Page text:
Tri-Parenting Upheld in New Jersey Family Court

A court in New Jersey has ruled on custody, removal and support issues in a highly unusual case—that of a 6-year-old girl conceived and jointly raised by three friends.

According to court reports, the three friends—Kristine, Doug and Shawn (Doug’s same-sex partner) initially discussed the idea of conceiving and raising a child together in 2006, specifically intending that all three would act as parents to any child born to Kristine. They coined the term “tri-parenting” to describe the arrangement they set up. Using Doug’s sperm and an egg from Kristine, a child (Olivia) was conceived and born in 2009, using an in-home insemination process.

After Olivia was born, all three moved into Kristine’s home and actively co-parented Olivia. However, after Kristine returned to work, Doug and Shawn decided to get their own, separate residence. Moving forward, the parenting time of each of the three fluctuated, with Doug and Shawn (a school teacher) handling most of the duties in the summer. The parties never entered into any written agreement regarding custody, parenting or access to the child.

For the first four years of the child’s life, everything went pretty much as planned, and the trio enjoyed some media attention as they forged this new type of parenting relationship. However, in 2013, Kristine returned from a trip to Costa Rica and announced that she had fallen in love with a man who lived in California. Kristine subsequently advised Doug and Shawn that she wanted to move to California. Doug and Shawn asked for a written plan for co-parenting Olivia and formally objected to Kristine’s relocation to California. In an attempt to get a court order determining custody and granting visitation, Doug and Shawn filed a complaint in New Jersey state court.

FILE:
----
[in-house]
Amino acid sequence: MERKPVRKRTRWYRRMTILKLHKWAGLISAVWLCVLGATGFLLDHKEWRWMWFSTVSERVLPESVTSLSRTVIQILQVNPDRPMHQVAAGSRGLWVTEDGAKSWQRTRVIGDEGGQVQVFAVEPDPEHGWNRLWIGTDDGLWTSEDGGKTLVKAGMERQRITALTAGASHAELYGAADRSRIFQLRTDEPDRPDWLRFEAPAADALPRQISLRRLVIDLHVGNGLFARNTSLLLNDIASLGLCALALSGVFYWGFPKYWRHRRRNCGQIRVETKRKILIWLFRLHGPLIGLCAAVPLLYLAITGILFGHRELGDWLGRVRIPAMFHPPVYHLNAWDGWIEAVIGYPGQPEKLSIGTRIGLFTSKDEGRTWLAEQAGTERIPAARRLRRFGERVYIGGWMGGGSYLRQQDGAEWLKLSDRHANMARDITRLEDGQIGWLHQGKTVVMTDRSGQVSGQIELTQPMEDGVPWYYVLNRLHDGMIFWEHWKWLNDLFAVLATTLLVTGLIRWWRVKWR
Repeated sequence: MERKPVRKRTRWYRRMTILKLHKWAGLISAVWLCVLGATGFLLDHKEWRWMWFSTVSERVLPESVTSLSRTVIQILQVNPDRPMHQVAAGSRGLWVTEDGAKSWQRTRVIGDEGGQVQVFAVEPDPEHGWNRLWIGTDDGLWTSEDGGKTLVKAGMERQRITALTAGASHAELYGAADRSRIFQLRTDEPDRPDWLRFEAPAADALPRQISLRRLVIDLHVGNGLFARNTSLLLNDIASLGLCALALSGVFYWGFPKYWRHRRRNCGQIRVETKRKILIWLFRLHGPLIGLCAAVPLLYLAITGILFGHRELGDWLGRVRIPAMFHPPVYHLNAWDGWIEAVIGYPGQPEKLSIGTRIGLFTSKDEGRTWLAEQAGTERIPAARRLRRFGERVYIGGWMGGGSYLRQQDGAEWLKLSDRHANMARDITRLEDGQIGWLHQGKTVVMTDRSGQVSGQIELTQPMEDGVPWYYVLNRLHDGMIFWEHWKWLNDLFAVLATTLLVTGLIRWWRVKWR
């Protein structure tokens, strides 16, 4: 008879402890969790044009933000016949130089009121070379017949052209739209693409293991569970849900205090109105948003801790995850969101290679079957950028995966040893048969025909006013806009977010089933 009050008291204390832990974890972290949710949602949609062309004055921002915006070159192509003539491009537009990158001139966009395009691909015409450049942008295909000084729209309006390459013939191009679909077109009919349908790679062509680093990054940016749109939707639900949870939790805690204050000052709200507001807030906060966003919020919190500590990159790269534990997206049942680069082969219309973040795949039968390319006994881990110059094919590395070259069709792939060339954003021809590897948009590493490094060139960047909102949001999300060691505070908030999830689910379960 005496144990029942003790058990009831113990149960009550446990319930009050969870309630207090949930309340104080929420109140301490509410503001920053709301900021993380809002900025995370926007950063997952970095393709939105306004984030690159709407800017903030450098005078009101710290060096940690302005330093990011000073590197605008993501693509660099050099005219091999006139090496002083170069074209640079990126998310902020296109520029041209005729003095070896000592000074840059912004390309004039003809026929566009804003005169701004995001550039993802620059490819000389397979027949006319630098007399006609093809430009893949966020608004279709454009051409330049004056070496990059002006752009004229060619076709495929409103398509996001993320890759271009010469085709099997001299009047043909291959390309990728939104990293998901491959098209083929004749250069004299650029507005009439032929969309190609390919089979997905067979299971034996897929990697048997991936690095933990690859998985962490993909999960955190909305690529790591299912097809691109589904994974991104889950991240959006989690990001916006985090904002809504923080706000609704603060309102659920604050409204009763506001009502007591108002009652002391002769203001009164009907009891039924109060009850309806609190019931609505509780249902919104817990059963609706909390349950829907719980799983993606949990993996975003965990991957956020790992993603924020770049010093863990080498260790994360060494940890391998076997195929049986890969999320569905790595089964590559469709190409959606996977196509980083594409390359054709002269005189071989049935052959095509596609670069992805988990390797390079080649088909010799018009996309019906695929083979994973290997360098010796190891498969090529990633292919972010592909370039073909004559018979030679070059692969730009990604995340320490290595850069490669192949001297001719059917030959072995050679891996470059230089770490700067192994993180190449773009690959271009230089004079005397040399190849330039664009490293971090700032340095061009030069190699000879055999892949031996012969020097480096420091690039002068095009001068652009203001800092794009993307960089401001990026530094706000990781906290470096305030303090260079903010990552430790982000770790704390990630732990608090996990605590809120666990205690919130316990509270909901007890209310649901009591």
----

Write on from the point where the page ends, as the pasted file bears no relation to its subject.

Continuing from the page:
The court subsequently issued an order transferring sole legal custody of Olivia to Doug. The order did not address physical custody. The New Jersey Family Court heard the case and ruled in favor of Doug and Shawn, following what it considered to be well-established precedent allowing a person who has served as a “psychological parent” to obtain legal parental rights. The family court ruling awarded joint legal and residential custody to all three parties and denied Kristine’s request to relocate to California with the child.

As non-traditional families became more and more prevalent in today’s world, it is important to keep apprised of one’s legal rights.

Contact the New Jersey Child Custody Lawyers of Lyons & Associates

At the law office of Lyons & Associates, we represent men and women throughout New Jersey who have unresolved family law matters, including domestic violence issues. We place a premium on personalized service and attention. For a private consultation, contact us by e-mail or call our office at 908-575-9777.